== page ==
How Much Has Science Learned About Long COVID?


After the first wave of COVID-19, people began describing signs of “long COVID” – a chronic cluster of symptoms with causes that were difficult to pinpoint. Early research showed that long-term complications of the virus could wreak havoc on the heart and lungs. More than two years into the pandemic, studies indicate that long COVID is a systemic issue triggering a myriad of problems throughout the body.

The term “long COVID” was coined by a patient on social media in the first months of the pandemic to describe the lingering and complex course of her illness.1 Today, it’s an all-too-common experience. It is estimated that anywhere between 30% and 80% of people who recover from COVID-19 may endure  new, returning, or ongoing health problems such as fatigue, shortness of breath, chest pain, and “brain fog” in the months following an acute infection.2,3 The projections (and official definitions) for long COVID continue to evolve as global researchers seek clues to its underlying causes and prolonged effects.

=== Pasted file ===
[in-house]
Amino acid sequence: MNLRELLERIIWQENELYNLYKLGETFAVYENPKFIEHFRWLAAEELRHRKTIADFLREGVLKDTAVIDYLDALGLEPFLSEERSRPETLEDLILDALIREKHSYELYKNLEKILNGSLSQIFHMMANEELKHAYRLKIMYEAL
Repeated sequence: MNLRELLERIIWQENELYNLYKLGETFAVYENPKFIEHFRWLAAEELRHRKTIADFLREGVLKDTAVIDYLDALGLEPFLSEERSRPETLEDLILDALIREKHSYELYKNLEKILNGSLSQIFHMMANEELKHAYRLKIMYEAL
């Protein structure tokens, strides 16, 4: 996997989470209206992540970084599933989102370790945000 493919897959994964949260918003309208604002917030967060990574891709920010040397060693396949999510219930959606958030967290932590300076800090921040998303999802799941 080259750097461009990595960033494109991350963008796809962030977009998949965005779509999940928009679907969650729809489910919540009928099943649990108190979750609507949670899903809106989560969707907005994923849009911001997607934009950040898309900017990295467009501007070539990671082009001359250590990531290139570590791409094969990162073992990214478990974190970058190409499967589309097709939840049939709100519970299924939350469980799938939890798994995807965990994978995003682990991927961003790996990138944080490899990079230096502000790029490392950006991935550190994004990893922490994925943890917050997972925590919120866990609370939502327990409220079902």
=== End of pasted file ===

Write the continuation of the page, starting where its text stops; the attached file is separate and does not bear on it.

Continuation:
Long-term Effects of COVID-19 on the Heart and Lungs

Prior to the emergence of COVID-19, it was known that human “common cold” coronaviruses can cause mild to moderate respiratory illness. But a distinction of COVID-19 was the severity of this respiratory attack in many patients (called a “cytokine storm” in the lungs), and the virus’s potential to damage the heart directly or indirectly – this also being the case in asymptomatic patients, young and previously healthy patients, and even athletes. Early studies provided evidence that a COVID-19 infection could cause arrythmias (abnormal heart rhythm), myocarditis (inflammation of the heart), cardiac arrest, and sudden death.4,5